Last week, Xencor noted there was a “positive trend” on the primary endpoint in the company’s experimental systemic lupus erythematosus (SLE) drug XmAb5871; however, the drug ultimately failed to achieve the primary endpoint of a Phase II study. XmAb5871 did not significantly increase the proportion of SLE patients who maintained improvement, compared with placebo.
Study author Joan Merrill commented, “these encouraging results support further study of XmAb5871 in SLE.”
The Phase 2 study of XmAb5871 enrolled 104 patients with moderate to severe, non-organ threatening SLE. Patients discontinued background immunosuppressive medication and received a short course of intramuscular steroids to quiet SLE disease activity.
The primary endpoint of the study was the proportion of patients with no loss of improvement (LOI) (i.e., maintenance of improvement) in the efficacy-evaluable population, defined as those who completed Day 225, had LOI, or discontinued due to a drug-related adverse event. LOI was defined as a SLEDAI increase ≥4 points or a new BILAG A or B score and physician intent to treat with rescue medication.
At Day 225, improvement was maintained by 42 percent of patients (21/50) in the XmAb5871-treated arm, compared to 28.6 percent of patients (12/42) in the placebo-treated arm (p = 0.18). The company explained that because the efficacy-evaluable population excludes 10 of the 52 placebo patients and 2 of the 52 XmAb5871-treated patients who withdrew from the study, these exclusions led to higher placebo response rates compared to the intent-to-treat (ITT) population. In the ITT population, improvement was maintained by 40.4 percent of patients (21/52) in the XmAb5871-treated arm, compared to 23.1 percent of patients (12/52) in the placebo-treated arm.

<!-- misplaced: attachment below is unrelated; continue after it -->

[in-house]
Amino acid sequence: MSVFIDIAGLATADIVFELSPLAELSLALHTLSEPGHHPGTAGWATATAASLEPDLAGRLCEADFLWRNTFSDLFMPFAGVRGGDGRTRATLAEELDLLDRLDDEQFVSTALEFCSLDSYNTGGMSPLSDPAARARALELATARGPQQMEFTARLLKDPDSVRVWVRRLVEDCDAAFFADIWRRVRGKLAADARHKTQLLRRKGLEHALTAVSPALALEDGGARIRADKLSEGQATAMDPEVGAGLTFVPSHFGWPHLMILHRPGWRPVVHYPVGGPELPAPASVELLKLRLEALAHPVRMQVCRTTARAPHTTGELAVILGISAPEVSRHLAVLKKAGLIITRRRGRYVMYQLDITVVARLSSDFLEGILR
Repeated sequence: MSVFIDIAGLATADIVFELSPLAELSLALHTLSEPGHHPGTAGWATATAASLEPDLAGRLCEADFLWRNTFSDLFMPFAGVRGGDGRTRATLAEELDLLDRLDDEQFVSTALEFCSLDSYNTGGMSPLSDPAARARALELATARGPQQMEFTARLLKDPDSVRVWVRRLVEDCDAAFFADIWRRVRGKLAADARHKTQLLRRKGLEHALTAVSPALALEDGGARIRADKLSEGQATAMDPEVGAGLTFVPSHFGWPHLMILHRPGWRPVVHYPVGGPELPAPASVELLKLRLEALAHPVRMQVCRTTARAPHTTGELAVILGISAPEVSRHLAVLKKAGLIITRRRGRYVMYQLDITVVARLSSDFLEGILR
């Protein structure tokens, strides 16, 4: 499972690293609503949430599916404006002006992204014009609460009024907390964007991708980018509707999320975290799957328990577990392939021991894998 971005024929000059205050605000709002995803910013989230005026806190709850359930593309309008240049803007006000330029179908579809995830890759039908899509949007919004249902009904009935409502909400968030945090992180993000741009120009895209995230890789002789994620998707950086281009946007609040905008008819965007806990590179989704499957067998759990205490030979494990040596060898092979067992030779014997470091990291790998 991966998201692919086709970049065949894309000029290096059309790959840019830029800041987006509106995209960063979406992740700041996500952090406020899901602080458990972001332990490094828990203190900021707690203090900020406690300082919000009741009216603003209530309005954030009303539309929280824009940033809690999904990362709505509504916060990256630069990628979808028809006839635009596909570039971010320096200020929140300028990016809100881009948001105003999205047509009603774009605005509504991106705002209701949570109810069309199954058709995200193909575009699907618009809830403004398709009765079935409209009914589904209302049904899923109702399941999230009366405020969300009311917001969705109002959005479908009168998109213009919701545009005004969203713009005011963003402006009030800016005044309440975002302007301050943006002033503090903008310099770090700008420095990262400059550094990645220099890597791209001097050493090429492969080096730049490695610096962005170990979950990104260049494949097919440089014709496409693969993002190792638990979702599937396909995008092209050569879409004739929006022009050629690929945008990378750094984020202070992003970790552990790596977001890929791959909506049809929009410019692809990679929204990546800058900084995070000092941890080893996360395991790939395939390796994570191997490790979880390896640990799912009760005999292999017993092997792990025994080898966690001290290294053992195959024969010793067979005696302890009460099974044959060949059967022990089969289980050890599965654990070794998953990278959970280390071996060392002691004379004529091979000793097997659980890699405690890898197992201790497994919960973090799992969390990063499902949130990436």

Secondary endpoints included evaluations of time to LOI and safety and tolerability of XmAb5871. Patients in the efficacy-evaluable population treated with XmAb5871 experienced a statistically significant longer time to LOI (median = 230 days, hazard ratio = 0.53, p = 0.025), compared to placebo-treated patients (median = 131 days), a 76 percent improvement in median time to LOI and a 47 percent reduction in risk of LOI.
“Xencor completed this study to efficiently assess the potential of XmAb5871 in SLE, now the third indication where a promising treatment effect has been seen, after rheumatoid arthritis and IgG4-Related Disease,” said Bassil Dahiyat, Ph.D., president and chief executive officer at Xencor. “By year end, we plan to initiate a Phase 3 study of XmAb5871 in IgG4-RD, and we are exploring further development in SLE in the context of partnering. With six internal programs in autoimmune disease and cancer advancing in the clinic, we anticipate additional data readouts over the next two years.”
XmAb5871 is a first-in-class monoclonal antibody that targets CD19 with its variable domain and uses Xencor’s XmAb immune inhibitor Fc domain to target FcγRIIb, a receptor that inhibits B-cell function. XmAb5871 is the first drug candidate that Xencor is aware of that targets FcγRIIb inhibition.
Filed Under: Drug Discovery and Development